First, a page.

180

I ended up writing a quick little script for this in Python, but I was wondering if there was a utility you could feed text into which would prepend each line with some text -- in my specific case, a timestamp. Ideally, the use would be something like:

cat somefile.txt | prepend-timestamp

(Before you answer sed, I tried this:

cat somefile.txt | sed "s/^/`date`/"

But that only evaluates the date command once when sed is executed, so the same timestamp is incorrectly prepended to each line.)

2
  • Is the cat somefile.txt a bit "misleading"? I'd expect it to happen "at once" and have a single timestamp. Wouldn't this be a better test program: (echo a; sleep 1; echo b; sleep 3; echo c; sleep 2)? Apr 13, 2018 at 2:51
  • looks like none of the answers will easily give me milliseconds (I'm on Mac) Aug 28, 2021 at 4:27

19 Answers 19

203

ts from moreutils will prepend a timestamp to every line of input you give it. You can format it using strftime too.

$ echo 'foo bar baz' | ts
Mar 21 18:07:28 foo bar baz
$ echo 'blah blah blah' | ts '%F %T'
2012-03-21 18:07:30 blah blah blah
$ 

To install it:

sudo apt-get install moreutils
8
  • 3
    to capture and stamp stderr at the same time: bad command 2>&1 | ts results in Jan 29 19:58:31 -bash: bad: command not found
    – rymo
    Jan 30, 2014 at 1:59
  • I want to use the time format 2014 Mar 21 18:07:28. How do I get it?
    – becko
    Dec 6, 2014 at 17:38
  • @becko - according to the manual page, give a strftime format string as argument: [.. command ..] | ts '%Y %b %d %T', for example. Jun 8, 2015 at 18:22
  • 2
    For OS X, brew install moreutils. To output UTC, you can set TZ locally, e.g. ls -l |TZ=UTC ts '%Y-%m-%dT%H:%M:%SZ'
    – karmakaze
    Jan 25, 2016 at 19:52
  • 1
    @Dorian this is because ruby is buffering the output; if you flush the buffer before sleeping it works well enough: ruby -e "puts 1; STDOUT.flush; sleep 1; puts 2; STDOUT.flush; sleep 2; puts 3" | ts '%F %T'
    – umläute
    Jan 12, 2017 at 15:04
192

Could try using awk:

<command> | awk '{ print strftime("%Y-%m-%d %H:%M:%S"), $0; fflush(); }'

You may need to make sure that <command> produces line buffered output, i.e. it flushes its output stream after each line; the timestamp awk adds will be the time that the end of the line appeared on its input pipe.

If awk shows errors, then try gawk instead.

10
  • 33
    On my system 'awk' itself was buffering. (This can be problematic for log files). I fixed this by using: awk '{ print strftime("%Y-%m-%dT%H:%M:%S"), $0; fflush(); }'
    – user47741
    Mar 11, 2010 at 13:28
  • 21
    strftime() appears to be a GNU awk extension, so if you're on Mac OS, for example, use gawk instead of awk.
    – Joe Shaw
    Mar 8, 2012 at 14:24
  • It doesn't cease to amaze me how powerful bash is. I didn't think there would be such an easy solution for this complicated task.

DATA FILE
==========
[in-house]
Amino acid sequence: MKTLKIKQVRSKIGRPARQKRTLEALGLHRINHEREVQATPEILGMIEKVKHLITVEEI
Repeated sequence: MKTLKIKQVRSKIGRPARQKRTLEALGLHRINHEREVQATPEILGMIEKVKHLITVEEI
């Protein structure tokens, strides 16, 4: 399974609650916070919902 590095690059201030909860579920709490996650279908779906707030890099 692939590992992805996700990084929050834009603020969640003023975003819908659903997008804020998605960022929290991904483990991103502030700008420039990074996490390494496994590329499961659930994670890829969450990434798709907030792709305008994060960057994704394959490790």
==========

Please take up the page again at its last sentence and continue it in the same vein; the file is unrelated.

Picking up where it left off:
– recluze
    Sep 11, 2012 at 10:58
  • 3
    For OS X users, you have to install gawk and use that instead of awk. If you have MacPorts: sudo port install gawk Nov 26, 2013 at 20:40
  • 5
    @teh_senaus As far as I know, awk's strftime() does not have millisecond precision. However you can use the date command. Basically you just trim nanoseconds to three characters. It will look like this: COMMAND | while read -r line; do echo "$(date '+%Y-%m-%d %T.%3N') $line"; done. Note that you can abbreviate %H:%M:%S with %T. If you still want to use awk for some reason, you can do the following: COMMAND | awk '{ "date +%Y-%m-%d\\ %T.%3N" | getline timestamp; print timestamp, $0; fflush(); }'
    – Six
    Sep 26, 2015 at 7:47
46

annotate, available via that link or as annotate-output in the Debian devscripts package.

$ echo -e "a\nb\nc" > lines
$ annotate-output cat lines
17:00:47 I: Started cat lines
17:00:47 O: a
17:00:47 O: b
17:00:47 O: c
17:00:47 I: Finished with exitcode 0
2
  • 1
    This is a great solution, but will not work with piped output or subshelled output. It will only reformat the output for a program or script that you give it as an argument.
    – slm
    Sep 26, 2014 at 13:52
  • 1
    annotate-output works nicely and is easy to use, but is REALLY slow. Aug 10, 2016 at 15:09
31

Distilling the given answers to the simplest one possible:

unbuffer $COMMAND | ts

On Ubuntu, they come from the expect-dev and moreutils packages.

sudo apt-get install expect-dev moreutils
3
  • 1
    It's expect, not expect-dev, but the latter pulls in the former so this works. (Ubuntu 14.10, I wonder if the binary was moved to a different package at some point.) Apr 3, 2015 at 10:41
  • For Ubuntu 14.04 LTS, it's still in expect-dev
    – Willem
    Apr 9, 2015 at 14:37
  • 3
    If you'd like to get elapsed time with millisecond accuracy, use unbuffer $COMMAND | ts -s %.s (-s if for elapsed time and %.s for time in seconds with fractional part) Jun 2, 2016 at 21:15
25

How about this?

cat somefile.txt | perl -pne 'print scalar(localtime()), " ";'

Judging from your desire to get live timestamps, maybe you want to do live updating on a log file or something? Maybe

tail -f /path/to/log | perl -pne 'print scalar(localtime()), " ";' > /path/to/log-with-timestamps
5
  • 4
    This perl example was particularly useful for me as I was working as a user on an ubuntu deployment, which apparently uses 'mawk' instead of 'gawk' -- and doesn't have the strftime function. Thanks!
    – opello
    Aug 19, 2010 at 5:17
  • 4
    +1 to this being handy on a default Ubuntu install. I used tail -f /path/to/log | perl -pne 'use POSIX qw(strftime); print strftime "%Y-%m-%dT%H:%M:%SZ ", gmtime();' to get an ISO8601/RFC3339 style date instead of the wacko one the simpler version yields.
    – natevw
    May 2, 2013 at 19:32
  • 1